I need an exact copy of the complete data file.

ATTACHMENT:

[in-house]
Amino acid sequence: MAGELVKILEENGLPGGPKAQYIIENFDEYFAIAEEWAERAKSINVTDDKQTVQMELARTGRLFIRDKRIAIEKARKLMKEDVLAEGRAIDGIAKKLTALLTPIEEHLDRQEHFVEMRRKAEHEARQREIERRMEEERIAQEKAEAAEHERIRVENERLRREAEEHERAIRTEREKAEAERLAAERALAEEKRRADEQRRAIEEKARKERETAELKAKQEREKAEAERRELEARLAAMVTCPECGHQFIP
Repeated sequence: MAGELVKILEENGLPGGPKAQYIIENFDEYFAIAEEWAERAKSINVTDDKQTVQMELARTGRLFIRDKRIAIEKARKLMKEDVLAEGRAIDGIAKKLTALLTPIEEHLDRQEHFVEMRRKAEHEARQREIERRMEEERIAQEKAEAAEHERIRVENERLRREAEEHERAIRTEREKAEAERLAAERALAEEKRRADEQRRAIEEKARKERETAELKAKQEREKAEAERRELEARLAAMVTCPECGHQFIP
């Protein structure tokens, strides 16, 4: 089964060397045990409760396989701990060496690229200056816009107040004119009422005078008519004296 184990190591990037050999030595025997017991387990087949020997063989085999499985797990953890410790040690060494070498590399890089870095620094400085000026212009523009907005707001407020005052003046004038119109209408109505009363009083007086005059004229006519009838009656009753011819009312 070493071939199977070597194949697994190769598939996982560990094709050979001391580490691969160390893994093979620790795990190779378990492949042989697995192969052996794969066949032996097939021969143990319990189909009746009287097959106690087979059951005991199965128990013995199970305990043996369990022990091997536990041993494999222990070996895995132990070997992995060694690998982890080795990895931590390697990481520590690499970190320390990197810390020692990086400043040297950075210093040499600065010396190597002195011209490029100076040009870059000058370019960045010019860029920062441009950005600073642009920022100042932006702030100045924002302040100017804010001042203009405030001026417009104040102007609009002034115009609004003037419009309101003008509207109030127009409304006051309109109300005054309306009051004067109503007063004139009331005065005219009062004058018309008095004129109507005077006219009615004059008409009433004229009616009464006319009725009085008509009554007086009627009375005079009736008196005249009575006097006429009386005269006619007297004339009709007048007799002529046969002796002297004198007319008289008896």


[in-house]
Amino acid sequence: MAGELVKILEENGLPGGPKAQYIIENFDEYFAIAEEWAERAKSINVTDDKQTVQMELARTGRLFIRDKRIAIEKARKLMKEDVLAEGRAIDGIAKKLTALLTPIEEHLDRQEHFVEMRRKAEHEARQREIERRMEEERIAQEKAEAAEHERIRVENERLRREAEEHERAIRTEREKAEAERLAAERALAEEKRRADEQRRAIEEKARKERETAELKAKQEREKAEAERRELEARLAAMVTCPECGHQFIP
Repeated sequence: MAGELVKILEENGLPGGPKAQYIIENFDEYFAIAEEWAERAKSINVTDDKQTVQMELARTGRLFIRDKRIAIEKARKLMKEDVLAEGRAIDGIAKKLTALLTPIEEHLDRQEHFVEMRRKAEHEARQREIERRMEEERIAQEKAEAAEHERIRVENERLRREAEEHERAIRTEREKAEAERLAAERALAEEKRRADEQRRAIEEKARKERETAELKAKQEREKAEAERRELEARLAAMVTCPECGHQFIP
């Protein structure tokens, strides 16, 4: 089964060397045990409760396989701990060496690229200056816009107040004119009422005078008519004296 184990190591990037050999030595025997017991387990087949020997063989085999499985797990953890410790040690060494070498590399890089870095620094400085000026212009523009907005707001407020005052003046004038119109209408109505009363009083007086005059004229006519009838009656009753011819009312 070493071939199977070597194949697994190769598939996982560990094709050979001391580490691969160390893994093979620790795990190779378990492949042989697995192969052996794969066949032996097939021969143990319990189909009746009287097959106690087979059951005991199965128990013995199970305990043996369990022990091997536990041993494999222990070996895995132990070997992995060694690998982890080795990895931590390697990481520590690499970190320390990197810390020692990086400043040297950075210093040499600065010396190597002195011209490029100076040009870059000058370019960045010019860029920062441009950005600073642009920022100042932006702030100045924002302040100017804010001042203009405030001026417009104040102007609009002034115009609004003037419009309101003008509207109030127009409304006051309109109300005054309306009051004067109503007063004139009331005065005219009062004058018309008095004129109507005077006219009615004059008409009433004229009616009464006319009725009085008509009554007086009627009375005079009736008196005249009575006097006429009386005269006619007297004339009709007048007799002529046969002796002297004198007319008289008896």